-Ampere Altra arm64 systems

Drew Gallatin
Drew started working on FreeBSD at Duke in the 90s, and was one of the people behind the FreeBSD/alpha port. He worked on zero-copy TCP optimizations for FreeBSD and was sending data at over 1Gb/s before gigabit Ethernet was generally available. He spent a decade at Myricom, optimizing their drivers. After a brief hiatus at Google, he landed at Netflix, where he works on optimizing the FreeBSD kernel and network stack for content delivery. He worked on the optimizations to serve unencrypted Netflix traffic at 100Gb/s, and then on more optimizations to send encrypted traffic at ever increasing speeds, from 100Gb/s to 400Gb/s and beyond.

An Overview of Scheduling in the FreeBSD Kernel

This talk describes the schedulers available in the FreeBSD kernel: the current ULE scheduler, the real-time scheduler, and the historic 4BSD scheduler. It focuses on the design and implementation details of the default ULE scheduler. It also describes the recent changes that add support for the non-uniform memory access (NUMA) configurations of high-performance servers.

Marshall Kirk McKusick
Dr. Marshall Kirk McKusick's work with Unix and BSD development spans four decades. It begins with his first paper on the implementation of Berkeley Pascal in 1979, goes on to his pioneering work in the eighties on the BSD Fast File System, the BSD virtual memory system, the final release of 4.4BSD-Lite from the University of California at Berkeley Computer Systems Research Group, and carries on with his work on FreeBSD. A key figure in Unix and BSD development, his experiences chronicle not only the innovative technical achievements but also the interesting personalities and philosophical debates in Unix over the past forty years.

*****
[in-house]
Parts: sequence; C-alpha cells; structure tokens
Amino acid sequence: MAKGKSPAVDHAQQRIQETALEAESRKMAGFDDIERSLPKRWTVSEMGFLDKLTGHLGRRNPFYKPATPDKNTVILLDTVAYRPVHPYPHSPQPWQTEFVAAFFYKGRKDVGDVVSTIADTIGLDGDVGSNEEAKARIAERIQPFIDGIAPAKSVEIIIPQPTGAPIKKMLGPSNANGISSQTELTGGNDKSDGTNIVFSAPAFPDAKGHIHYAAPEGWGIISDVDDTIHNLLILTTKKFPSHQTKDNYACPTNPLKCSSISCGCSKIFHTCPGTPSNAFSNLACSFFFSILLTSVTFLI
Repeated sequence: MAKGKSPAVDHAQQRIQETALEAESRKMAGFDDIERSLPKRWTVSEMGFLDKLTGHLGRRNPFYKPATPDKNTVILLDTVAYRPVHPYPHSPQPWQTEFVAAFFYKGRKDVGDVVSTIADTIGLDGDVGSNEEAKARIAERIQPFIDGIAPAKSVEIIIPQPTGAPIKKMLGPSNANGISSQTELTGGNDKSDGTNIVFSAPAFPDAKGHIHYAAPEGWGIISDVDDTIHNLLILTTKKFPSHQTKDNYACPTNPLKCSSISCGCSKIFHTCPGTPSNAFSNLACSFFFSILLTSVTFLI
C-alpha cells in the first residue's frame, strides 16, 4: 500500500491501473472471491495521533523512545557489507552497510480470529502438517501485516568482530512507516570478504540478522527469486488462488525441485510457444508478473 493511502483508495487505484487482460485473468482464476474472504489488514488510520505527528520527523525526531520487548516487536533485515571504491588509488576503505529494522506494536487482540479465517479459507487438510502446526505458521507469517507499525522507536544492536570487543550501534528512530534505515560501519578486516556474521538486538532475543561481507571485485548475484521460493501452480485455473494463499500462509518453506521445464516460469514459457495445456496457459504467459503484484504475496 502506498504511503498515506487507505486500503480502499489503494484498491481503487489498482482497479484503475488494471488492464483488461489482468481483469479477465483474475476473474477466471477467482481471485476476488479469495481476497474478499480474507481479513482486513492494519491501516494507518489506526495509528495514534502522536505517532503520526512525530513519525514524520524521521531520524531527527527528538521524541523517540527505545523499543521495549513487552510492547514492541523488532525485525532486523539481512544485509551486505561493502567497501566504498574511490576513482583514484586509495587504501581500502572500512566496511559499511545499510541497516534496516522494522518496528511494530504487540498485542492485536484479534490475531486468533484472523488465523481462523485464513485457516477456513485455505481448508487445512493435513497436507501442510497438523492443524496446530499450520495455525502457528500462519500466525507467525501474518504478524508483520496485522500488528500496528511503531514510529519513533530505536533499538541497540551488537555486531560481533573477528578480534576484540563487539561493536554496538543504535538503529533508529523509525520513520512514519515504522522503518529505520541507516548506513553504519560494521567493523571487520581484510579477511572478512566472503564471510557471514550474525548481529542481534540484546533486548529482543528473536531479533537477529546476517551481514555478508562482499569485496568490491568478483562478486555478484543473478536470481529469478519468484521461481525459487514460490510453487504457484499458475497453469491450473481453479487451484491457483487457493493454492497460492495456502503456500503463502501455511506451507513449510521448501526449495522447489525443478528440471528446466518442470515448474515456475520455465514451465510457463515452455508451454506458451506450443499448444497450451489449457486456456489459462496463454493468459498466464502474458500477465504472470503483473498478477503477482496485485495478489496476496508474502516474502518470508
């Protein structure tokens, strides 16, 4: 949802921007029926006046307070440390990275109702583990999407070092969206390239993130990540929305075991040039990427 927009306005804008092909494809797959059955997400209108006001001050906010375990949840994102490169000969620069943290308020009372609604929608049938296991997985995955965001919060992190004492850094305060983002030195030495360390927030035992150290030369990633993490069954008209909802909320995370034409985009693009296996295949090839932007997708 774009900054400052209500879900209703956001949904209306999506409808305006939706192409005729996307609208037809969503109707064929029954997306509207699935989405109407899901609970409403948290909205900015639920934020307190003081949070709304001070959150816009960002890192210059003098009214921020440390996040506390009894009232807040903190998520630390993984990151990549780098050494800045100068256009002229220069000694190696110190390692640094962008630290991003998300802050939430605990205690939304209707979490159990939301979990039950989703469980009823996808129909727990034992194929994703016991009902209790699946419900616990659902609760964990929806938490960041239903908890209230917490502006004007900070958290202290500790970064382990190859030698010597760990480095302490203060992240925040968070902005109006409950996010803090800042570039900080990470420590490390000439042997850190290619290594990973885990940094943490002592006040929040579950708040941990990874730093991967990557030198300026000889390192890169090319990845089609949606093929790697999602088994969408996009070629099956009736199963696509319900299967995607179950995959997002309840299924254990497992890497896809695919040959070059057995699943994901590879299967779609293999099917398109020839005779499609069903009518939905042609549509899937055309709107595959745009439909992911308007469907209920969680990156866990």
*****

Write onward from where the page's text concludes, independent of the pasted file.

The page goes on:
The New NetBSD Entropy Subsystem

This talk will present the new NetBSD kernel entropy subsystem after it was rewritten in 2020. The talk will cover the design and rationale of the new implementation, how it addresses various performance and security concerns, a high-level overview of the underlying cryptography, and issues with userland APIs and the repercussions of blocking.

Taylor R Campbell
Taylor ‘Riastradh’ Campbell has been a NetBSD developer since 2011, with work in various areas including cryptography, and is a member of the NetBSD core team and The NetBSD Foundation board.